3. Sonja Kriks, Jae-Won Shim, Jinghua Piao, Yosif M. Ganat, Dustin R. Wakeman, Zhong Xie, Luis Carrillo-Reid, Gordon Auyeung, Chris Antonacci, Amanda Buch, Lichuan Yang, M. Flint Beal, D. James Surmeier, Jeffrey H. Kordower, Viviane Tabar & Lorenz Studer. Dopamine neurons derived from human ES cells efficiently engraft in animal models of Parkinson’s disease. Nature. 2011. Vol 480, 547-551.
4. Fox JL FDA scrutinizes human stem cell therapies. Nat Biotechnol. 2008. Vol 26, 598-599.
5. Ibon Garitaonandia, Hadar Amir, Francesca Sesillo Boscolo, Geral K. Wambua, Heather L. Schultheisz, Karen Sabatini, Robert Morey, Shannon Waltz, Yu-Chieh Wang, Ha Tran, Trevor R. Leonardo, Kristopher Nazor ,Ileana Slavin , Candace Lynch , Yingchun Li , Ronald Coleman , Irene Gallego Romero ,Gulsah Altun , David Reynolds , Stephen Dalton , Mana Parast , Jeanne F. Loring & Louise C. Laurent. Increased Risk of Genetic and Epigenetic Instability in Human Embryonic Stem Cells Associated with Specific Culture Conditions. PLOS ONE. 2015. DOI:10.1371/journal.pone.0118307.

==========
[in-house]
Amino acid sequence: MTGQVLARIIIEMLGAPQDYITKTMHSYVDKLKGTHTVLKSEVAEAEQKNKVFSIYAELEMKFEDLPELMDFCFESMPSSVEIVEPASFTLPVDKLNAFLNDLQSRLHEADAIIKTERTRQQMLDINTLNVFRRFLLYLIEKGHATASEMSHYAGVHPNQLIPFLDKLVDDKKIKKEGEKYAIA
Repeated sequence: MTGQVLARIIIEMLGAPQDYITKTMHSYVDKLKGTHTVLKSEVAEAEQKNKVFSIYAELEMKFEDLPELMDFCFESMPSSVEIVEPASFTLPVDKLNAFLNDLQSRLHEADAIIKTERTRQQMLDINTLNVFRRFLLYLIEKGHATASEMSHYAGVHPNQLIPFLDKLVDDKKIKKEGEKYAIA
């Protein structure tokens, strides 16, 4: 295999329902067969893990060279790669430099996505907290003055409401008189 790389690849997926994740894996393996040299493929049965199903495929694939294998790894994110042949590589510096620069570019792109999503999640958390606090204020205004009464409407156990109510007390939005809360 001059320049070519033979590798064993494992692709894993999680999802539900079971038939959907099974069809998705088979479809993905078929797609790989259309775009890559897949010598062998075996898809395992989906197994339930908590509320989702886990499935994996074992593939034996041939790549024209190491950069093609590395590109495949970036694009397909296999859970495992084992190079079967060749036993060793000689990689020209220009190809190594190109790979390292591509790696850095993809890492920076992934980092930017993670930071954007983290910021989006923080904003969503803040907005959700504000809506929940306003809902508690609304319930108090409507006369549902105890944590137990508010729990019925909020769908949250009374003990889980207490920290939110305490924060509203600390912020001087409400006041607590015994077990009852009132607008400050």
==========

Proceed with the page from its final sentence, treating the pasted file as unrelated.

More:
6. Louise C. Laurent, Igor Ulitsky, Ileana Slavin, Ha Tran, Andrew Schork, Robert Morey, Candace Lynch, Julie V. Harness, Sunray Lee, Maria J. Barrero, Sherman Ku, Marina Martynova, Ruslan Semechkin, Vasiliy Galat, Joel Gottesfeld, Juan Carlos Izpisua Belmonte, Chuck Murry, Hans S. Keirstead, Hyun-Sook Park, Uli Schmidt, Andrew L. Laslett, Franz-Josef Muller, Caroline M. Nievergelt, Ron Shamir, Jeanne F. Loring. Dynamic Changes in the Copy Number of Pluripotency and Cell Proliferation Genes in Human ES and iPS Cells during Reprogramming and Time in Culture. Cell Stem Cell. 2011. Vol 8. 106-118.